Americans ought to expect higher diesel prices as winter nears, given that the country’s inventory is at its lowest level since 2008.
According to an October 2022 report by the Energy Information Administration (EIA), the U.S. only had 25.4 days left of distillate supplies – which include diesel, jet fuel and heating oil. The report caused worry among analysts and experts, who feared a supply crunch that could cripple the economy.
Patrick De Haan, GasBuddy’s head of petroleum analysis told Newsweek that distillate supplies rose slightly to 26.0 days and inventories as of last week increased about 400,000 barrels, while the areas with the lowest inventories saw a well-needed rise in supplies as well.
Inventory is particularly low on the East Coast with the northeast experiencing the highest diesel prices, as per the Georgia-based major fuel supply and logistics company Mansfield Energy. Newsweek added that the southeast is reporting the worst supply outages.
While the slightly rising supply is certainly good news for the U.S. economy, diesel prices still remain high.
The news outlet indicated that the national average is $5.359 per gallon, lower than the Nov. 13 average at $5.362 per gallon, but higher than the previous week’s average of $5.338 per gallon and October’s average of $5.215 per gallon, according to the American Automobile Association. On June 19, diesel reached its highest-recorded average price at $5.816 per gallon.
“I’m hoping it might improve, but if it’s a cold winter, heating oil, which is very similar to diesel, could see higher consumption. We may make it through winter – but barely,” De Haan said. “Refiners are running hard and doing their best to produce more. If demand falls, we may get enough breathing room for supply to rise.”
Meanwhile, some experts think that the massive shortfall of diesel may be felt as early as Thanksgiving weekend.
“If the supply of [diesel] goes down even 10, 20 percent, that is going to result in significant ramifications, generally speaking, across the entire economy,” automobile industry expert Eric Peters told radio host Kate Dalley. “Unless the numbers are completely inaccurate, and they may well be, I do think it’s inevitable that we’re going to see some of these dislocations right around Thanksgiving.” (Related: America’s diesel fuel shortage could CRIPPLE the supply chain by Thanksgiving.)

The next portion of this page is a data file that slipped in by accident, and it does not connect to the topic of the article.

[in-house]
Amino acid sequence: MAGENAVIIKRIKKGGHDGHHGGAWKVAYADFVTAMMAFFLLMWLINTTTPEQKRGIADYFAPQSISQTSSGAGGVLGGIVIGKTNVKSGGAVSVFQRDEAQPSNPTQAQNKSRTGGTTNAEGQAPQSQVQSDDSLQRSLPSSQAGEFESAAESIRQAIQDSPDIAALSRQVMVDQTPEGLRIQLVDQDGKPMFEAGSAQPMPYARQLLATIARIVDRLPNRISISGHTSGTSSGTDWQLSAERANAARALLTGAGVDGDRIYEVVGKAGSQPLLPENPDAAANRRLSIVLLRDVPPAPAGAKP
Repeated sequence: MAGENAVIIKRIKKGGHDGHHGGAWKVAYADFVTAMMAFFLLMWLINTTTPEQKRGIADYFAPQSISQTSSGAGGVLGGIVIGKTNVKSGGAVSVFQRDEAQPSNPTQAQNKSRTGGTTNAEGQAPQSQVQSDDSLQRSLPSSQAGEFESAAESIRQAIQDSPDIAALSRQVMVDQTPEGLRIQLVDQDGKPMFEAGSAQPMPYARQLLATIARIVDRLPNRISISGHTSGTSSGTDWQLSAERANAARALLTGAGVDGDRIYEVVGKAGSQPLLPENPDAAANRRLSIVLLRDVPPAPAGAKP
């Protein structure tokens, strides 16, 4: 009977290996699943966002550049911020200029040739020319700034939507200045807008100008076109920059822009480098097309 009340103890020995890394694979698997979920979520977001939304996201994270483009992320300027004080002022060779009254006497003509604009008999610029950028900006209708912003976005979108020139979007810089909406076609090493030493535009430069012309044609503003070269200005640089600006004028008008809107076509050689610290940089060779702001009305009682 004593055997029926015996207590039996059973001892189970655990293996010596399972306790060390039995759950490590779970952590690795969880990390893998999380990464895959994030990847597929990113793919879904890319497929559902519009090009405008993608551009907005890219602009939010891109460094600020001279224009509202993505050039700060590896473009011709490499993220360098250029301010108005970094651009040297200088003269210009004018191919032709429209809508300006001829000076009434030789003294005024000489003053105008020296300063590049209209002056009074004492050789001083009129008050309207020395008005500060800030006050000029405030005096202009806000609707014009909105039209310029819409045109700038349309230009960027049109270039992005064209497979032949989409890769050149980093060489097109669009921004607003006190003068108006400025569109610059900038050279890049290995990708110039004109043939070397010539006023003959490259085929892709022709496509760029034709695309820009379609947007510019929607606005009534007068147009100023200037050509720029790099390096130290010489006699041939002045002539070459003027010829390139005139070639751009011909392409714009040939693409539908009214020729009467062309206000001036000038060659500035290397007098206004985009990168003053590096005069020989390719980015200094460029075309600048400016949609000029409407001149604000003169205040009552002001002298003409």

Crippling diesel shortage will continue in 2023
According to the EIA report, the U.S. is facing a diesel crunch just as demand is surging ahead of winter with only 25 days of supply left. National Economic Council Director Brian Deese told Bloomberg TV that diesel inventories are “unacceptably low” and “all options are on the table” to bolster supply and reduce prices.
It is certainly a piece of bad news for America and neighboring countries as “the western world runs on diesel,” bestselling author Michael Snyder wrote in a blog entry.
“If we suddenly had no more diesel fuel, virtually all of our trains, trucks and ships would stop running. Needless to say, just about everything that stocks our store shelves comes to us via trains, trucks and ships,” he added. “Supplies have been declining for months, and at this point, diesel inventories have fallen so low that we only have a 25-day buffer remaining
Per a Bloomberg report, Mansfield Energy wrote to its clients that “conditions are rapidly devolving” and “carriers are having to visit multiple terminals to find supply, which delays deliveries and strains local trucking capacity.”
Some traders are even starting to divert cargoes with fuel that was originally bound for Europe. Tanker tracking data showed at least two Europe-bound tankers with some 90,000 tons of diesel and jet fuel getting diverted to the American East Coast.
Visit FuelSupply.news for more news related to the dwindling diesel supply in the United States.
Watch auto industry expert Eric Peters explain how the diesel shortage will affect the supply chain by Thanksgiving.
This video is from the InfoWars channel on Brighteon.com.
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